jackson.metromix.com: Q&A: Amy Ray of the Indigo Girls
original publish date: 15 january 2009
by kyle doherty, the clarion ledger
Amy Ray, otherwise known as half of the Indigo Girls, embodies the do-it-yourself spirit of punk rock, operating her label Daemon Records since 1990.
She released Didn’t It Feel Kinder, her third solo album, in August 2008. Catch her at Proud Larry’s in Oxford 9 p.m. Saturday.
What’s it like doing solo albums when you’ve been doing the Indigo Girls for so long?
For me it just felt really freeing and kind of opening a new door. And it gave me a lot of energy with the Indigo stuff as well and it let me collaborate with the community I’ve been a part of. It really improved my writing with (bandmate) Emily (Saliers) to have this other creative outlet.
Your new album is much mellower than your previous two. Did you feel a need to mix things up?
It was just the writing. Partly (also) because I made the conscious decision to use a producer to challenge me and broaden my musical horizons and from that came a more melodic approach along with more punk rock songs.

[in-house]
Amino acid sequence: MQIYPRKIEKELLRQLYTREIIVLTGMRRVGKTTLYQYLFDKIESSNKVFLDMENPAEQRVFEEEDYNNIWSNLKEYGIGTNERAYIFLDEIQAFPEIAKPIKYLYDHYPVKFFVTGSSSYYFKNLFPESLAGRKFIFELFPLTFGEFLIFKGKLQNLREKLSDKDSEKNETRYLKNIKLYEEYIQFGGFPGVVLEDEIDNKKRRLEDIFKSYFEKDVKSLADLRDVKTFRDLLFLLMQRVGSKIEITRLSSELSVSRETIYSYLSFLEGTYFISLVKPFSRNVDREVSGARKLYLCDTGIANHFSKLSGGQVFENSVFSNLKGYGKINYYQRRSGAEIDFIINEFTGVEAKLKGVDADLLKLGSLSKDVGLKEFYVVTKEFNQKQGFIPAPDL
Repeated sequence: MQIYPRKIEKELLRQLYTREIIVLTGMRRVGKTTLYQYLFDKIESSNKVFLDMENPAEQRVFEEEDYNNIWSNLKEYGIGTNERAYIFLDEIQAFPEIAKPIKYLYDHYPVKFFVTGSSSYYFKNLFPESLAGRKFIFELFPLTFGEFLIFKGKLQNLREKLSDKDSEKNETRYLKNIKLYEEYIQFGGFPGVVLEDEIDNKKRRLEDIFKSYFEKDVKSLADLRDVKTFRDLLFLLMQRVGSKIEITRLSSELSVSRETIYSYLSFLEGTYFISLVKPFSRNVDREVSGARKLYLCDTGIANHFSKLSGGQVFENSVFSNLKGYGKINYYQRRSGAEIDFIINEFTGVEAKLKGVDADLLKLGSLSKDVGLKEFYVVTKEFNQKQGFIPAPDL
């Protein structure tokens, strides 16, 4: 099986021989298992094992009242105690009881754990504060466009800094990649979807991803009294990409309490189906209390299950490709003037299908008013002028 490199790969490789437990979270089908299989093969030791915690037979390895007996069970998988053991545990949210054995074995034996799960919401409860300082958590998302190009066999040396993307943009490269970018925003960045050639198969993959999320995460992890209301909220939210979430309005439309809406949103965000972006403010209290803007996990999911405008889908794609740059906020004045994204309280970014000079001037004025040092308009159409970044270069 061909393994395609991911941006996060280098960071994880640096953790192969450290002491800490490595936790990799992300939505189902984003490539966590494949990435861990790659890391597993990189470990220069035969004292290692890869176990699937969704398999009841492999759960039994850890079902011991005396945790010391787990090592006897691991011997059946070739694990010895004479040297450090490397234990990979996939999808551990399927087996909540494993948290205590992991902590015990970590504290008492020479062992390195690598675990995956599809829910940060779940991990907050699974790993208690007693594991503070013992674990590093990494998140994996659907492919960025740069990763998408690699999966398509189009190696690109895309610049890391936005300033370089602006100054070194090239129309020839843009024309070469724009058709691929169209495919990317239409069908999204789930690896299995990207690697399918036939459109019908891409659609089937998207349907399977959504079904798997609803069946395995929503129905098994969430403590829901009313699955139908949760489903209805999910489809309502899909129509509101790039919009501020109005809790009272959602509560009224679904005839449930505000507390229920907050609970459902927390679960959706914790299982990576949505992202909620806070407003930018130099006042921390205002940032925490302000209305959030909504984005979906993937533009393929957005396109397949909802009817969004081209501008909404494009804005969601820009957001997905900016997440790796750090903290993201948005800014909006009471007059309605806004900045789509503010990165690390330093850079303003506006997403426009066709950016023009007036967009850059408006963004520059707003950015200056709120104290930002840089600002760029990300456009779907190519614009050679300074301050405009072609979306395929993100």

You’ve had your own record label for almost 20 years now. From that perspective, how has the industry changed?
Oh wow, it’s so different. When digital came out it really shifted access to resources. It opened a lot of doors. With media (companies) like radio and print media and TV in ’96, there was a lot of deregulation so it really hurt the artists’ chances to get exposure because the record labels all merged together.
When the Internet came busting through with all the DIY and social networking, it kind of helped the situation.
One of the things with record labels themselves is that they came from the perspective of developing artists in the ’80s when we were coming up and it just shifted into doing short-term contracts and didn’t give them the time to develop their craft.
We got kind of the benefit of coming up at the right time.
Do you think the Internet is the solution to that or is it more with small labels like your own?
The problem is that you have to really know how to manage yourself. You need someone sometimes to give you perspective … And also, nothing can replace the touring and live music.